On Messaging Alignment

The following excerpt, taken from this week’s Yahoo! Small Business article about JC Penney CEO Ron Johnson’s marketing missteps, made me say “Yes!”:

Messaging alignment. Even though JC Penney’s ads made the company look new and fresh, when a buyer actually walked into the store, they were not greeted with the same brand messaging. This left potential buyers confused–never a good sign, online or offline. As a digital marketer, this reminds me of companies that use a very compelling call-to-action button or online ad, and then when you actually get to the landing page, it’s not at all what you were led there with. Can someone say high bounce rate? And that’s just what JC Penney prospects did in the store, without bags in their hands.

Occasionally as a copywriter I find myself in a position where I write ads for a product or service, only to have those ads point to a web page that doesn’t deliver.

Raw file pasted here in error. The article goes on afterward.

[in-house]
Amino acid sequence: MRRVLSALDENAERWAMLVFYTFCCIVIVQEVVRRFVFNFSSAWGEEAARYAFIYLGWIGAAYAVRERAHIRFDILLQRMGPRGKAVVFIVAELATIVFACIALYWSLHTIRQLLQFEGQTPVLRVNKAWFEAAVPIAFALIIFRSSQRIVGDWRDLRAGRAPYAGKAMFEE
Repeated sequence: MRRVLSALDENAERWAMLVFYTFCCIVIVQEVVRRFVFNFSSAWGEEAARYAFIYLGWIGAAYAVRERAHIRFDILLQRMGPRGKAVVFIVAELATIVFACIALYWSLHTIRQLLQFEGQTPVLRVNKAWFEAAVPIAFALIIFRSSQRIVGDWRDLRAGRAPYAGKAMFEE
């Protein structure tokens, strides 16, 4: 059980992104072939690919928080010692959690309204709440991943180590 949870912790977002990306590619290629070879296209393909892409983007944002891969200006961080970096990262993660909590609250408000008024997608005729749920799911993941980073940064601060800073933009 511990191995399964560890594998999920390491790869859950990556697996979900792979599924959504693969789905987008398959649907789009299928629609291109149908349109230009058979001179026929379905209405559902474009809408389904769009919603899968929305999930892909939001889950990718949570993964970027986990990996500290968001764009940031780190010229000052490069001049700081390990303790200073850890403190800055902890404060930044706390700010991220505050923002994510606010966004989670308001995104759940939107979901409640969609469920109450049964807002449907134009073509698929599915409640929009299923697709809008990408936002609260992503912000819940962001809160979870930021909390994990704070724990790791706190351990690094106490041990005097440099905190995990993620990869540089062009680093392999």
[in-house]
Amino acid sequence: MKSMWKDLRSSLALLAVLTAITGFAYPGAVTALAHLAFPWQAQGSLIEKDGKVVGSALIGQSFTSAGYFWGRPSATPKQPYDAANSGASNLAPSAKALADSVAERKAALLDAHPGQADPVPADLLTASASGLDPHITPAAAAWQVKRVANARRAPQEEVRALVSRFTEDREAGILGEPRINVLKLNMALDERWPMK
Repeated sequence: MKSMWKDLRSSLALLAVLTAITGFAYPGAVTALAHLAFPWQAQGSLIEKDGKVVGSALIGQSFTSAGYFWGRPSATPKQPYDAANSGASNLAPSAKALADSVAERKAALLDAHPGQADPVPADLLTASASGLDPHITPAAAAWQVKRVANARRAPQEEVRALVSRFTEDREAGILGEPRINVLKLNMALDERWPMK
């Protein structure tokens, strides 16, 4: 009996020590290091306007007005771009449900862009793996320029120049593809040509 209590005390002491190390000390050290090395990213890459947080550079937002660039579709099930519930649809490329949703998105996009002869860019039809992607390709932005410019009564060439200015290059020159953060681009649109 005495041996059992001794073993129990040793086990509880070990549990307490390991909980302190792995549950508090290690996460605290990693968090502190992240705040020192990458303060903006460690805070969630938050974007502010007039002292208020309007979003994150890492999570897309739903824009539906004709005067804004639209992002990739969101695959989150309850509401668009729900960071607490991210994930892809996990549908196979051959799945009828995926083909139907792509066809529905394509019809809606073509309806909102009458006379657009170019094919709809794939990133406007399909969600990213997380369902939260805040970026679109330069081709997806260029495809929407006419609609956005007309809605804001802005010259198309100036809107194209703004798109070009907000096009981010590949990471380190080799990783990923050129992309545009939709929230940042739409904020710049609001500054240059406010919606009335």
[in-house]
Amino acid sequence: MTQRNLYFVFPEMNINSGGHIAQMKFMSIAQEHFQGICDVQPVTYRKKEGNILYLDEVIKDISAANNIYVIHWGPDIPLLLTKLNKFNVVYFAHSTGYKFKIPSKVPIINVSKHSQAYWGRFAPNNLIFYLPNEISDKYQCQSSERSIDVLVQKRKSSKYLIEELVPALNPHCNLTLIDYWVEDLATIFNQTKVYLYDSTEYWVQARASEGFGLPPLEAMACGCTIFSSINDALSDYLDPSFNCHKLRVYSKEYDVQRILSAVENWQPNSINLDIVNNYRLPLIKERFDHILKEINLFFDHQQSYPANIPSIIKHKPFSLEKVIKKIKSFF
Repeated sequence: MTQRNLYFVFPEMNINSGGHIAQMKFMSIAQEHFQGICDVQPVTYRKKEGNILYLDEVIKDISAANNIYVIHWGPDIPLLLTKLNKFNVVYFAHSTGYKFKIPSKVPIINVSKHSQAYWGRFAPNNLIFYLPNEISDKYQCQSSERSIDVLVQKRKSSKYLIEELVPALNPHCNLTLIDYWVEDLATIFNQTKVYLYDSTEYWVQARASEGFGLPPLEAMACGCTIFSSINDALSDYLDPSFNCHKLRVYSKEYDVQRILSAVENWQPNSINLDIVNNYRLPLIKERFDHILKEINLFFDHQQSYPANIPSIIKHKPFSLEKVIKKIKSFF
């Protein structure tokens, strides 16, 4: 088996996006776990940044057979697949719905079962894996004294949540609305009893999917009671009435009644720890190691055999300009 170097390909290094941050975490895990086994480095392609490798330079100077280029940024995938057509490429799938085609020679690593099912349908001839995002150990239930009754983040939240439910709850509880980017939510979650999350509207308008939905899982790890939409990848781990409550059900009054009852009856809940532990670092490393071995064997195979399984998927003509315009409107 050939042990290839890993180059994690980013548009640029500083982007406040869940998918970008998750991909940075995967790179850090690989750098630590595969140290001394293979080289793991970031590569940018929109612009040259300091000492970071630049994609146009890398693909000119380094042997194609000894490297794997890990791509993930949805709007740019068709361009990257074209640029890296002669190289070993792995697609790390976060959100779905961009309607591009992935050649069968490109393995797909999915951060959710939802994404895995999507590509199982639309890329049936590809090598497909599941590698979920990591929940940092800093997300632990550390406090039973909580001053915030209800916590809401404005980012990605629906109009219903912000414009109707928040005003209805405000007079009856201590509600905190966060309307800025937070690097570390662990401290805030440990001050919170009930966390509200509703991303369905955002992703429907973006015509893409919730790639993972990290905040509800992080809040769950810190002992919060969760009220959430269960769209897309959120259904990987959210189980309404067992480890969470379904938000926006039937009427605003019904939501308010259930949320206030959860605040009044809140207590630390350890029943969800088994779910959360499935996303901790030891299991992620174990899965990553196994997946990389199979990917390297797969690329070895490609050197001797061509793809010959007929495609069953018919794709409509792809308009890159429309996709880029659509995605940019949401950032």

If you’re going to the trouble and expense of hiring someone to write your advertising messaging, you really should hire the same person or company to write a custom landing page to match the ad. There’s nothing more confusing to a user than clicking on a cool ad, only to land on a generic or outdated web page that doesn’t lead you directly to the next step in the sales process.

The same goes for book ads. If I click on a book banner or Facebook ad with an intriguing teaser or a fantastic review blurb, I want to be taken to a page with a book description that matches — and easy-to-find buy buttons that offer me a choice of retailers.

Indie authors especially, take note: If you hire a writer to create banner ads or other promotional materials for your book’s campaign, consider using the same person to write your book’s description and/or website copy. Make sure, too, that all of these items describe your book’s plot accurately and don’t oversell (e.g., “A thrilling roller coaster ride” to describe a quiet drama, or “A soaring romance” to describe a fairly predictable love story with no obstacles on the path to happiness) so reviewers don’t complain later of a bait and switch.

It’s best to err on the side of caution and describe your product accurately, because once customer reviews are posted, you have no influence over what they say or where they appear.

— Kristen

Note: This article is also available at 563media.com.

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